From Magic Bullet To Magic Pump Gun: Multi-targeting Drugs For Neurodegenerative Diseases

Neurodegenerative diseases are characterized by complex and multifactorial mechanisms, which are not completely understood. In particular, the molecular causes of many neurodegenerative diseases have not been identified, but numerous factors contributing to progress of disease. Alzheimer’s or Parkinson’s disease are the two most important representatives with high medical need for new medical entities. Despite identification of numerous biochemical targets for potential drug therapy of neurodegenerative diseases, sufficient medicinal therapies are still missing.

Instead of having one target to be addressed, there are numerous targets that need to be influenced in absence of the knowledge on the exact cause. Innovative “multitargeting” strategies were developed to fight the various biochemical mechanisms involved in neurodegeneration. Compared to the former one-drug-one-target approach based on Paul Ehrlich’s magic bullet, multitargeting drugs regulate more than one target at once demonstrating selected promiscuity. Thus, multitargeting drugs may modulate different, but connected biochemical targets more efficiently. In addition to the pharmacodynamics interactions, one may prefer application of a multitargeting drug rather than a cocktail of one-target-directed drugs, which may cause numerous pharmacokinetic problems due to different drug timings, half-lives, metabolism etc. The one drug-approach improves handling for patients and simplifies the drug development process e.g. by reducing potential drug-drug interactions.

The development of antioxidants represents an established strategy for treatment of neurodegenerative disease, in particular Alzheimer’s disease, since inflammatory processes and oxidative stress are possible reasons for neuronal cell death. Recently, a new, complex and elegant approach on these multiple targeting has been described with its design as well as synthesis for biologically active anti-oxidative compounds addressing simultaneously different neurotransmitter-catabolizing enzymes (i.e., acetyl‑/ butyrylcholinesterases and monoamine oxidases A/B) as well as the transmembrane G-protein coupled histamine H3 receptor (H3R) in low concentrations. All five molecular targets are identified as key player in neurodegeneration and/or on regulation of critical neurotransmitter levels. The small series of multitarget-directed ligands was optimized by knowledge-based introduction of various H3R structural elements based on previously described anti-oxidant lead structures.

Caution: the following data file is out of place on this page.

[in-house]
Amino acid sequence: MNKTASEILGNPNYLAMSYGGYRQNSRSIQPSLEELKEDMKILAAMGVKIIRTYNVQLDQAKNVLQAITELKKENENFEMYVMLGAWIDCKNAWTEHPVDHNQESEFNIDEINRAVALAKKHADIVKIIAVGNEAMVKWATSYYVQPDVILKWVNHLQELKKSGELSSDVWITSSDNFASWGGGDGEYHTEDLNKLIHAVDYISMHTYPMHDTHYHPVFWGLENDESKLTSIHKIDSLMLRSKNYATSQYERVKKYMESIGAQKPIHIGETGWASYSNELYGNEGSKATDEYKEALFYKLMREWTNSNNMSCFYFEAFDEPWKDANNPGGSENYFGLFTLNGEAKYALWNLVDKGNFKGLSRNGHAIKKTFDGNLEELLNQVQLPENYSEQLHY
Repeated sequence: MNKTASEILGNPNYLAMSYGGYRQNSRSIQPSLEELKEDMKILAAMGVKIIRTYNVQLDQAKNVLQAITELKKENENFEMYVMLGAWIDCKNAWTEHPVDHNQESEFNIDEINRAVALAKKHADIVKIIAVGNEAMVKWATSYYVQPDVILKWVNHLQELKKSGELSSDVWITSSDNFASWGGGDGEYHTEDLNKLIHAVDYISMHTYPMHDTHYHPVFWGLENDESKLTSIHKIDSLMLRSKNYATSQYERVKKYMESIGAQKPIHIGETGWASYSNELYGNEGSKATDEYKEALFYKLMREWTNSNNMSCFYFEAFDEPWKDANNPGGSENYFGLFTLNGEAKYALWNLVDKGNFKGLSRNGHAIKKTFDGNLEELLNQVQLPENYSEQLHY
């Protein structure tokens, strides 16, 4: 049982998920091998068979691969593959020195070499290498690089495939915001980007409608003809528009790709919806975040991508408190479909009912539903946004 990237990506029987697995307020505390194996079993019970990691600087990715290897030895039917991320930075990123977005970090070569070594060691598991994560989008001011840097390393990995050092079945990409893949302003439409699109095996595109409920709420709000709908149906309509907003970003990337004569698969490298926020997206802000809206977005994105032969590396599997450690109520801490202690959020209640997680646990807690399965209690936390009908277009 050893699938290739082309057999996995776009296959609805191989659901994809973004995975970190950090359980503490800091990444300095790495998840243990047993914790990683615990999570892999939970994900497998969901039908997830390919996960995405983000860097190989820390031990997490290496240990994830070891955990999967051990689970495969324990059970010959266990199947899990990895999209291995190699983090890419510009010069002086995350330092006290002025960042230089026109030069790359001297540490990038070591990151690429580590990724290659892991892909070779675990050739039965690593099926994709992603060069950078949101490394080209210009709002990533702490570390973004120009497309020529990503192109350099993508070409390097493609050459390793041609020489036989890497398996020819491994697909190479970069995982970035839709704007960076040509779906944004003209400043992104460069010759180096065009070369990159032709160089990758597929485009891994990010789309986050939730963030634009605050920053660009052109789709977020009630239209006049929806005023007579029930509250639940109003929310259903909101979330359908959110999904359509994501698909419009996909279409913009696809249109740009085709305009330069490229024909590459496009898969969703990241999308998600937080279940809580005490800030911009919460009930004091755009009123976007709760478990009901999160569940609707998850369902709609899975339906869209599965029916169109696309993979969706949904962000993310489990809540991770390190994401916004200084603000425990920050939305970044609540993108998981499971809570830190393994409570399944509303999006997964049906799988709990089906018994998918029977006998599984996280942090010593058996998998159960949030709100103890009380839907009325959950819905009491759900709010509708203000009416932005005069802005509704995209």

The balanced in vitro profile was successfully extended by wanted and reduced by unwanted effects to obtain an optimized pharmacological profile for neurodegenerative diseases. The most promising candidate Contilisant showed the required capability of penetrating the blood-brain barrier combined with anti-oxidative and neuroprotective capacities (e.g. on beta-amyloid plagues). In vivo, Contilisant was able to significantly restore cognitive deficits in impaired mice at low dosage.

This unique pharmacological profile of Contilisant demonstrates the knowledge-based actual capabilities in drug design. The translation of disease mechanism into a complex drug design as presented bears the chance for more comprehensive treatment of neurodegenerative diseases, such as Alzheimer´s or Parkinson´s disease. The multitargeting approach is a hot topic in drug design and handled in an EU funded Cooperation of Science and Technology “Multi-target paradigm for innovative ligand identification in the drug discovery process (MuTaLig, COST  CA15135)” led by Stefano Alcaro, Italy.

This study, Multitarget-Directed Ligands Combining Cholinesterase and Monoamine Oxidase Inhibition with Histamine H3R Antagonism for Neurodegenerative Diseases, was recently published as hot paper by Stefanie Hagenow, Holger Stark and co-workers in the journal Angewandte Chemie – International Edition.

About The Author

Stefanie Hagenow

Stefanie Hagenow is a Ph.D. student at Heinrich-Heine-Universität Düsseldorf in the Institute of Pharmaceutical and Medicinal Chemistry. Her main areas of research are cell biology, neurodegenerative diseases. pharmacology, and toxicology.

Holger Stark

Holger is affiliated with the Heinrich-Heine-Universität Düsseldorf Institute of Pharmaceutical and Medicinal Chemistry.

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